Sway bars front and rear are mandatory on a truck this size. The weight and speed don’t play well with each other, so to combat body roll and keep the truck more level when cornering I installed Currie Anti-Rock sways from Vanquish. Measure thrice, drilleth once! The front sway was narrowed for tire clearance and to fit the only decent mounting location I was left with on the front axle. It’s not perfect, but it does the job and is 10000x better than no sway bar at all. This truck drives like a noodle with them unhooked. I tried it, no likey.
Single shock on each corner, no problem mon. We wanted dual though and that part took some creativity. A ton of measurements and a little guesswork later, we printed some mounts that didn’t fit and the shock angle was wrong. Changed the design, reprinted and ended up with a solution we though was good enough to get the shocks mounted how we liked. Front and rear are the same parts, again with that simplicity. Once these were mounted we had a chassis sitting on tires and it was a great milestone in the M-55 build.
Chassis mostly completed, it was time to start on the fun part; making the concept come to life. It was many, many long print sessions on our Fusion3 F400-S. That printer ate over 300,000mm of filament creating this vehicle. That’s just about what a 1KG spool holds, which is like, 1/4 mile of 1.75mm ABS. The base of the cab was the first part printed and it is the same part from the 6×6 truck. Boring I know, it’s a part you can’t even see but it is what attaches the whole cab to the frame. The next part was the middle rib of the rear box section. The whole rear box is just a skeleton frame with polycarbonate panels attached to it. Simple, lightweight and flexible so impacts shouldn’t be much of an issue. I was the most excited about getting the cab done, it’s 5 big pieces that love to fail mid-print some times for literally any reason but we got lucky and of them printed out nicely. The bumper, grill and fenders took a lot of after print finish work with files, but we ended up with parts that almost look like they were injection molded. I’m still sick of sanding these parts and that was like 8 months ago.
The first door came out great! Now let’s fast forward to all the pieces being printed, which was about 2 weeks later. The cab panels were all trimmed and sanded (ish, I got tired of sanding and it’s getting wrapped anyways) and the rear box section was completed with opening side hatches for access to the goods inside. I also needed to get to the batteries, which would be sitting one on either side of the frame in custom trays that put their weight down low. The lower sections of the box skeleton were printed out of Bridge material, which is nice and flexible just in case we ever hit anything solid with them. That big rear box cap piece was a total failure too by the way, so just pretend it isn’t there. It’s really starting to look like a race truck now!
More sanding and some weeks later, the M-55 changed color. I stripped it completely down and painted the frame black with a satin clear coat. The panels for the box were cut and painted, the side hatches got latches that hold them shut and it was time to start on the wiring process, which took a lot more time than I was originally planning because I added a million lights that were never in the plans. It was all worth it though because she looks amazing all lit up at night!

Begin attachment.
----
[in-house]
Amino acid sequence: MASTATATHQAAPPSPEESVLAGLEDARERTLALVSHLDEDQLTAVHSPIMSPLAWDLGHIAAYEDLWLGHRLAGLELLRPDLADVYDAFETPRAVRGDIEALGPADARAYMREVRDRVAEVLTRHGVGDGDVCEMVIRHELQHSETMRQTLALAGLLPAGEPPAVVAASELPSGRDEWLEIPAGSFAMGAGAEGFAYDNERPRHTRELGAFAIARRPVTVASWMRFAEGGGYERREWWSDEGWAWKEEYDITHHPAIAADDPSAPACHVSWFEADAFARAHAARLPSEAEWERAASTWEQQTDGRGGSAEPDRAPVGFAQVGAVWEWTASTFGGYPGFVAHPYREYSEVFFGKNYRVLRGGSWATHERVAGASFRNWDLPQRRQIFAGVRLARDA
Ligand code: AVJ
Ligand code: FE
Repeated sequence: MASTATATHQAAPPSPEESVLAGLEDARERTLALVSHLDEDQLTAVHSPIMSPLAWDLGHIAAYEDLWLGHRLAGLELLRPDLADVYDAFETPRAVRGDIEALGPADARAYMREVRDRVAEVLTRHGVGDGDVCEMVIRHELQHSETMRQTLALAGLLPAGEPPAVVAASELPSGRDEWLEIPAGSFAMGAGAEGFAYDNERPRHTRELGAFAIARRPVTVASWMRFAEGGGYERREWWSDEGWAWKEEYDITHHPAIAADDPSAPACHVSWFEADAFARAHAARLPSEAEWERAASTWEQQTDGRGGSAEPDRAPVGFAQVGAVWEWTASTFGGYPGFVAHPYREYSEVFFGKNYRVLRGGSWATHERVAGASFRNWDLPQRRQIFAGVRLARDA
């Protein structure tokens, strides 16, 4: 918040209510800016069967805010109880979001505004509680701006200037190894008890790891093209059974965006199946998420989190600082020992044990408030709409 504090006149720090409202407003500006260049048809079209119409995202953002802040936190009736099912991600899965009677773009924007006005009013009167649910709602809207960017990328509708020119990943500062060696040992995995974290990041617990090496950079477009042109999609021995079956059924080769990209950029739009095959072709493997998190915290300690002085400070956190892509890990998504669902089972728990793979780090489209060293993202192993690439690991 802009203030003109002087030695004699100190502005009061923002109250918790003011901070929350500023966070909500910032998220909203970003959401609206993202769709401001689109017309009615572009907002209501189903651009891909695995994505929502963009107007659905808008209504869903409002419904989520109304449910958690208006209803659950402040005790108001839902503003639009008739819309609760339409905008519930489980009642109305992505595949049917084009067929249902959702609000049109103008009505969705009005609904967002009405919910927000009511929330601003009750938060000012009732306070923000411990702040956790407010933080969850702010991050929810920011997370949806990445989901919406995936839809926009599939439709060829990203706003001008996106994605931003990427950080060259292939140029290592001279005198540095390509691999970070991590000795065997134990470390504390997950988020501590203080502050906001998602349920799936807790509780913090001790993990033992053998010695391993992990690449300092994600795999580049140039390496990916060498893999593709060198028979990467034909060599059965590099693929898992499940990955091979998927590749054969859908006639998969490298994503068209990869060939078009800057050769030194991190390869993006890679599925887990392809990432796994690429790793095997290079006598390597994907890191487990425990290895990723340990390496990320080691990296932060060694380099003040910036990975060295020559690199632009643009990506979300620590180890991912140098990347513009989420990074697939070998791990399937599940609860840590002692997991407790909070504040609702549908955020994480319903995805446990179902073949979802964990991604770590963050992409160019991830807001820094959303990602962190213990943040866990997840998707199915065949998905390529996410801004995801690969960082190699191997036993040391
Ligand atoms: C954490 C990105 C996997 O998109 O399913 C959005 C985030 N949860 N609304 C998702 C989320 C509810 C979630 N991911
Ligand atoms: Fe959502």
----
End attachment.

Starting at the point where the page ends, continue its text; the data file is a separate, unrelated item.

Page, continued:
There’s tons of wiring in this truck. 3 separate LED controllers run the 14 amber marker lights, 2 tail lights, 4 rock lights, 2 interior LED strips and 4 Squadron pods and 3 Pro-Line light bars. Yeah, it’s a lot of lighting. The front rock lights are mounted in the mudflaps, which were printed out of Bridge for flexibility, the rear rock lights are mounted under the rear fender and are run off an Axial LED controller. The headlights are Baja Designs Squadrons running straight off 2S power. They are super bright! For even more light, there are 2 2″ Pro-Line LED bars off the sides of the cab for side lighting and one 6″ curved LED bar on the front, also all run on 2S power. All 3 LED bars are mounted on a custom designed roof rack setup that we had printed at Shapeways. The cab has a 2S power plug and a switch bank for the head lights and roof lights. The rear box interior lighting was done with 2 4″ LED strips that run off of 2S power and have their own switch.
The interior for the cab came out pretty awesome too. We made a bunch of screens, mounted 3 Wraith seats and used a Deadbolt wheel. It was a lot of little parts to glue in and we finished it off with decals on every screen. The transmission tunnel area ended up being the perfect spot for our sound system speaker to hide.
Wiring took me several days, several breaks and several choice words, but I got all the exterior lights working, interior lighting installed and the truck moved under its own power. The first time I drove it outside I had a smile a mile wide on my face. It soaked up the bumps like a trophy truck and looked like the real rally trucks of the Dakar and Silk Way rallies. It was hard to contain myself, but I brought it back inside before getting it too dirty because it was time to wrap it with the custom wrap printed by our friends at SOR Graphics with our custom design. I had to hand cut the pieces since there was no template for this truck other than the drawings used to design the wrap. We put die lines on it so I could cut them close and trim if necessary. It took me a few hours but I was happy with the end result!
Check out the back of the box, we completely re-did that part. Two fully-functional spare tires are held in with a custom netting printed
from Bridge filament. I love that stuff, it is proving to be very versatile!
The whole project was immensely satisfying. We went from a pile of aftermarket parts for various other chassis, a few spools of filament and an idea to a fully functional 1:10 rally truck. Not only does it look better than we were ever expecting, it backs it up with performance. Rather than blab on and on about how it drives, check out the video!
To top it all off, the M-55 made the cover of RC Car Action Magazine’s December 2018 Issue. A full feature highlighting the build process and Axialfest 2018 Concourse win in Most Adventurist awaits inside, make sure you give that a read too! I was so elated with the cover shot that it went straight into a frame and hung on the wall.
Huge thanks to our partners in this build!